Much of our family reading time this summer was spent with Judy Blume books. It was a treat to revisit the adventures of the Hatchers in "Tales of a Fourth Grade Nothing," "Fudge" and "Superfudge." It was also a treat to revisit Blume's work, to remember parts of the books I had forgotten, and to find her as comforting and charming as an adult as I did as a tween.
I remember reading "Are You There God? It's Me, Margaret?" as did every other girl in my middle school class. It was as if it was required reading. She's written many other books for children and adults, and those books have sold more than 80 million copies. Part of the joy of being a parent of a tween is the chance to reconnect with books, music and media from our own tweendom but in a whole different way, from an entirely new perspective, while remembering why you connected with it in the first place through the eyes of your child.
The sad part of that, of course, is realizing how things change, and being reminded that although those books are frozen in your mind, the authors are not.
On her blog today, Blume, 74, announced that she has breast cancer in a post entitled "!@#$% Happens." She explained that she was diagnosed with invasive ductal carcinoma and had to cancel a trip to Italy to have a mastectomy.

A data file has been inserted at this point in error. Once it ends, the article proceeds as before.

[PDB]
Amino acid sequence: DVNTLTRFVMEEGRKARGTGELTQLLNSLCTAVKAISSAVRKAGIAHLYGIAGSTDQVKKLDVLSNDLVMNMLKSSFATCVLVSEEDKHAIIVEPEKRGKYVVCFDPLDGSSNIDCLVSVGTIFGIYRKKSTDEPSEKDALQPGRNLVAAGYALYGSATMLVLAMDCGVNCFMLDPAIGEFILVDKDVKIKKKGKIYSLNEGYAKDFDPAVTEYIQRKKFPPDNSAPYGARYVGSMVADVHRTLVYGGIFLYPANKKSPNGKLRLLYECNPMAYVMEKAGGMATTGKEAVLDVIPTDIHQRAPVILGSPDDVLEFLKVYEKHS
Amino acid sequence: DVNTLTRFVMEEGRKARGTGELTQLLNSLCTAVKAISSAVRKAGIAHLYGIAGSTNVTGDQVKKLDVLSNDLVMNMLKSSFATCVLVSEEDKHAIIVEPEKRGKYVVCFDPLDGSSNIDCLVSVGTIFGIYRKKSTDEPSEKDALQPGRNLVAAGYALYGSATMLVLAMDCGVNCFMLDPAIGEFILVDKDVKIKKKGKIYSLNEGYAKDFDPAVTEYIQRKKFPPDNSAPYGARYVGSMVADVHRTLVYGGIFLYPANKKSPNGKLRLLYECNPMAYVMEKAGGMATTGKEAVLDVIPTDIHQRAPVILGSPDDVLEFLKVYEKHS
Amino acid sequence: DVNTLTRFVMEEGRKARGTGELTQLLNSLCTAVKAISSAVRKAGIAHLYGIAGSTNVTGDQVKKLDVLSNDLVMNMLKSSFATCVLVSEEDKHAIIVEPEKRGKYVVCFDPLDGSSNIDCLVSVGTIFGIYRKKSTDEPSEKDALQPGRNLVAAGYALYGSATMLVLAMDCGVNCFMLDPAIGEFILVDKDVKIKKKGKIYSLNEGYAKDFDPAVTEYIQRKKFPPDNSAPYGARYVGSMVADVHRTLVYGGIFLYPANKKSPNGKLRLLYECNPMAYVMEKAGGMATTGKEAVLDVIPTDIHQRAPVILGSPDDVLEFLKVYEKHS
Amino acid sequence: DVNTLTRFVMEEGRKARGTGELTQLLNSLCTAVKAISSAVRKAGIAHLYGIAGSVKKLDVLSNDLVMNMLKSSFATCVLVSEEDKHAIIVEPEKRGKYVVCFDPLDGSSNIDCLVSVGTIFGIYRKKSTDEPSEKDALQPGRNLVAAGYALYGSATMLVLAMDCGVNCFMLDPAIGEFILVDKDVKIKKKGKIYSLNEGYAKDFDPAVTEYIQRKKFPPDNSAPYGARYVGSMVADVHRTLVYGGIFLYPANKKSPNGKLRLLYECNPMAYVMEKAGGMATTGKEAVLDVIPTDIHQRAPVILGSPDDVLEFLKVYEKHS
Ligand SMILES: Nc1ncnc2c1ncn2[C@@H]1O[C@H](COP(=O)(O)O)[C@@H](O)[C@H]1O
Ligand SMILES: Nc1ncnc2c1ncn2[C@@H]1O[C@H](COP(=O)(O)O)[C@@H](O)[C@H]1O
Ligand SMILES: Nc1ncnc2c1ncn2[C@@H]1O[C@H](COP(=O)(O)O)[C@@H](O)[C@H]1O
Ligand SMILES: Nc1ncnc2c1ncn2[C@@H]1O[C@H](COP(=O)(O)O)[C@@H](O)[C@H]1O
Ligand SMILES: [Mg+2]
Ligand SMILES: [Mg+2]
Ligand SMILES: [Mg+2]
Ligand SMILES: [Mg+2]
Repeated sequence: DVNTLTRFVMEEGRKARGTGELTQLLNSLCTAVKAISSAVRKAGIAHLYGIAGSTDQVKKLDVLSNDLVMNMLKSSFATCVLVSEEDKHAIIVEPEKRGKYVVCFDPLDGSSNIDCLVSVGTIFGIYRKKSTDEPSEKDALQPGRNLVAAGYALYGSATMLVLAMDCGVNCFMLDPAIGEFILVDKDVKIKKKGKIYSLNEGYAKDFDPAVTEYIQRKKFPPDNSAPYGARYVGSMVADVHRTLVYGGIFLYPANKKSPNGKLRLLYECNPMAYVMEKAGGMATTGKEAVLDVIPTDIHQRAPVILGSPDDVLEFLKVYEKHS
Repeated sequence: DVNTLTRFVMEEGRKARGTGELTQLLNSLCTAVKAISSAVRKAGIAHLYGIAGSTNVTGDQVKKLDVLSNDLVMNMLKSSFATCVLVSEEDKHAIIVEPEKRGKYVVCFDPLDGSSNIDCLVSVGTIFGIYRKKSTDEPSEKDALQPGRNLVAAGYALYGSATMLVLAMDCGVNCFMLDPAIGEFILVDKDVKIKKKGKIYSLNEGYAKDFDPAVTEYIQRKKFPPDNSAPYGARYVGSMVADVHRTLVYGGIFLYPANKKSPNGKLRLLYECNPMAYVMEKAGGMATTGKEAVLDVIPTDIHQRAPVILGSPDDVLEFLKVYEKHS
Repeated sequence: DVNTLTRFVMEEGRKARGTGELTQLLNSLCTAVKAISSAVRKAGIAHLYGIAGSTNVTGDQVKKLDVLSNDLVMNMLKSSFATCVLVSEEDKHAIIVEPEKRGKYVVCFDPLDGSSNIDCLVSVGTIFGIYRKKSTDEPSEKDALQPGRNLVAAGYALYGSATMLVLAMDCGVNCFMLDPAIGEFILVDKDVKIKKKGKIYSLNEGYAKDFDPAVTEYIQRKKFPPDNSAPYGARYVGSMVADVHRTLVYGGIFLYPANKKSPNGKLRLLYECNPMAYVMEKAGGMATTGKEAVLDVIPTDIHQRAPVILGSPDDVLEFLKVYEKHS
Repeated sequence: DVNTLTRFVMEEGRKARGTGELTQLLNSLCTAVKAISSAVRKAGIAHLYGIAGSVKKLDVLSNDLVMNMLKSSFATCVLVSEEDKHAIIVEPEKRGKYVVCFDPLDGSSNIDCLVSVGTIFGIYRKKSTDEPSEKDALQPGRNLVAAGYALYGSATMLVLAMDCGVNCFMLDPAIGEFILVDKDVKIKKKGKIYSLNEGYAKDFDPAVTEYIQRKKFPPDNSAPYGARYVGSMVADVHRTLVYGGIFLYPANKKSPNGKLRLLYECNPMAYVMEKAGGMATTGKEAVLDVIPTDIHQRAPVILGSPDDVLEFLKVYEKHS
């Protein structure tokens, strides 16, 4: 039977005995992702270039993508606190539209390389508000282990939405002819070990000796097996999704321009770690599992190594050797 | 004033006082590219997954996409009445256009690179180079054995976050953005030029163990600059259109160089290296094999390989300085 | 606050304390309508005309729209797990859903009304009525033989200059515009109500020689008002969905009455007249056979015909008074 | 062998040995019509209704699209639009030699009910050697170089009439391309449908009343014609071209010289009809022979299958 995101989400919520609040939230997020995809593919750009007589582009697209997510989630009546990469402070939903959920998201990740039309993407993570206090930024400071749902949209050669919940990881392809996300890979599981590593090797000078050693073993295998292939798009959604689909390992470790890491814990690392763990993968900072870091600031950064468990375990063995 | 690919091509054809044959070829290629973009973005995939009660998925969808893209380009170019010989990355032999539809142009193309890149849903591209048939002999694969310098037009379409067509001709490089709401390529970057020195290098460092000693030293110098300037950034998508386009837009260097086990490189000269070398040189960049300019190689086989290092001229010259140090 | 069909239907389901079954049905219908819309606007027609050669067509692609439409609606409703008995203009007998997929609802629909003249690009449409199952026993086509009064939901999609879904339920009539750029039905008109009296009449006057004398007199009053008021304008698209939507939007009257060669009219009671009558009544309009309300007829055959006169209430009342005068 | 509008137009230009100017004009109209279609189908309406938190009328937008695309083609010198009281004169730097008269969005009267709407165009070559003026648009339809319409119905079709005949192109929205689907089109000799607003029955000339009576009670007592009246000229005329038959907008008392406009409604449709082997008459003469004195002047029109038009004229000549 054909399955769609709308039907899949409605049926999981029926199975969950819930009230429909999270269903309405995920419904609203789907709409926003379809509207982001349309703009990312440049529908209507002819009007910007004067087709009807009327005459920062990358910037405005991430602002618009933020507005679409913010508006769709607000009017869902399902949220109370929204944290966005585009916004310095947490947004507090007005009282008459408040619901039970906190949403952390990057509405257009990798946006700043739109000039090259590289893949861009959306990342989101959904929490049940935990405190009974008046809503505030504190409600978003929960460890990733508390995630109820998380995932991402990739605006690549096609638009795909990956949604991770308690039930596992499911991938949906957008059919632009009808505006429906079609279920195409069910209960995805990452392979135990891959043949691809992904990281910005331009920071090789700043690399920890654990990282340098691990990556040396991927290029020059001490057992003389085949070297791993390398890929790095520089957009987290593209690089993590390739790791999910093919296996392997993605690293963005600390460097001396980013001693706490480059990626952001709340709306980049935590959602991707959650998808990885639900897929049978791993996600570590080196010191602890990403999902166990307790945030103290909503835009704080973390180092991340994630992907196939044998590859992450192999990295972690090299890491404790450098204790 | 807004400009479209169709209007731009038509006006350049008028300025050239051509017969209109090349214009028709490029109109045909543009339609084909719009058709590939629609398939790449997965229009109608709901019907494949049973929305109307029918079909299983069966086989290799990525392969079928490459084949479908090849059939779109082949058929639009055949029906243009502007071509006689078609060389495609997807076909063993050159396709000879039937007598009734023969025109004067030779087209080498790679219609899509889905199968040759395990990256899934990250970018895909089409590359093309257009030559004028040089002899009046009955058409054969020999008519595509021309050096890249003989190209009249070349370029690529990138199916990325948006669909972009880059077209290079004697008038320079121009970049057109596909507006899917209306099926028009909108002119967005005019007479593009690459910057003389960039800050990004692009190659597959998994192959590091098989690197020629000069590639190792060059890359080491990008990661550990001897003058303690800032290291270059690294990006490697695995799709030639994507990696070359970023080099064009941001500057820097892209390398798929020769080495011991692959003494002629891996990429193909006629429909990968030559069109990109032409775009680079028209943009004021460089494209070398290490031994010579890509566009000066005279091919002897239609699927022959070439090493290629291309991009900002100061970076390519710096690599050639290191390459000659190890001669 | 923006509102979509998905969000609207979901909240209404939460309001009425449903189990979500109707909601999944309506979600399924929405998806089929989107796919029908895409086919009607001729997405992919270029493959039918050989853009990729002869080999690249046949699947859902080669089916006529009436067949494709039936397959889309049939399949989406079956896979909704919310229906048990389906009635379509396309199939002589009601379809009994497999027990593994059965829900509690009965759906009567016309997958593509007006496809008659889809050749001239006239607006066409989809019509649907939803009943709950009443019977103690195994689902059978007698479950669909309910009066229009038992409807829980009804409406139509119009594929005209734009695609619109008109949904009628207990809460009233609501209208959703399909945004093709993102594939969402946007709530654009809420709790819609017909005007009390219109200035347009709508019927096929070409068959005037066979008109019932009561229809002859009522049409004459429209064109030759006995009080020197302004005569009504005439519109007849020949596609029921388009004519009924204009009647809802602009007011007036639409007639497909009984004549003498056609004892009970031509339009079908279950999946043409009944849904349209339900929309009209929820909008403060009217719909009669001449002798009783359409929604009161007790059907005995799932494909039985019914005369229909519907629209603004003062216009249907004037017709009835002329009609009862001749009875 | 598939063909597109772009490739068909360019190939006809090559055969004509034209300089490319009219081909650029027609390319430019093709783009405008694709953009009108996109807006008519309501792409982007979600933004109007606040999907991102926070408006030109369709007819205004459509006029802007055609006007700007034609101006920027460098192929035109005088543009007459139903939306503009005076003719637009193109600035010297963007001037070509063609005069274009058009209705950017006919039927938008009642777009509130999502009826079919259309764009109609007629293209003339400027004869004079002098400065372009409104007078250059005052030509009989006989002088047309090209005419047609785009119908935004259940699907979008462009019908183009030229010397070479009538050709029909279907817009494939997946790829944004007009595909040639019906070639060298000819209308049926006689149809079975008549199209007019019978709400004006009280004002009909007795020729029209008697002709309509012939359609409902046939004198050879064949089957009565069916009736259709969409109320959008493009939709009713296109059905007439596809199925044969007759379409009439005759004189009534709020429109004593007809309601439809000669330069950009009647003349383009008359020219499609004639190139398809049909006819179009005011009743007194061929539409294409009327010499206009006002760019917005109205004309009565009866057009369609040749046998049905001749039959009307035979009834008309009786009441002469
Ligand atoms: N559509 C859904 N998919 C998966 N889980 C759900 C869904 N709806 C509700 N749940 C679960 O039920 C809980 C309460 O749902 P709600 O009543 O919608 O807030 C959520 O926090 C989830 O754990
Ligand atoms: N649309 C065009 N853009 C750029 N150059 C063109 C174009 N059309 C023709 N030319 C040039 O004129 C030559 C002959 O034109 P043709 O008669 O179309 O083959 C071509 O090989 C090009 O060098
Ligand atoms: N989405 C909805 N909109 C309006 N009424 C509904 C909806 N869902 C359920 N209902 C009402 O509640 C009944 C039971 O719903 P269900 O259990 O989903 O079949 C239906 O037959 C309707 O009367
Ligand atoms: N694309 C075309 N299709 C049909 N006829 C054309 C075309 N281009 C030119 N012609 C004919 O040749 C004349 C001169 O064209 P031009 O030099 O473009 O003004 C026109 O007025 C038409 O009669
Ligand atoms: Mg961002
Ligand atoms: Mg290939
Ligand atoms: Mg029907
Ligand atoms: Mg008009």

She details her diagnosis and cancer journey of the past few months with the wit that has made her a favorite of multiple generations. She wrote, "I have small breasts (a la Margaret Simon). A-cups? The breast surgeon asked at our first meeting. She nailed it. I told her the exercises didn't work for me. Not sure she got my attempt at a joke. Like Margaret [of "Are You There God? It's Me, Margaret?"] I used to think bigger was better."
I would like to think that referring to her characters helped her deal with her diagnosis, treatment and changing body, just as her characters have helped millions of tweens navigate adolescence and made millions of girls feeling better about their changing bodies.
Blume also wrote, "As I've told my friends who've also been treated for breast cancer, I've joined The Club - not one I wanted to join or even thought I would ever be joining - but here I am. I’m part of this Sisterhood of the Traveling Breast Cells (apologies to Ann Brashares). Medical diagnoses can leave you feeling alone and scared. When it comes to breast cancer you’re not alone, and scary though it is, there’s a network of amazing women to help you through it."
I think the message found in Blume's tween books is that it is okay to be scared of the unknown, but you are usually not as alone as you think you are. I'm so glad that this was true for her.
Good news is that she's hoping to return to writing soon. "I'm not working on my book yet (have just been given permission to type an hour at a time with arm exercises in between) but I'm thinking about getting back to it after Labor Day, kind of like starting school."
Wishing her a continued speedy recovery.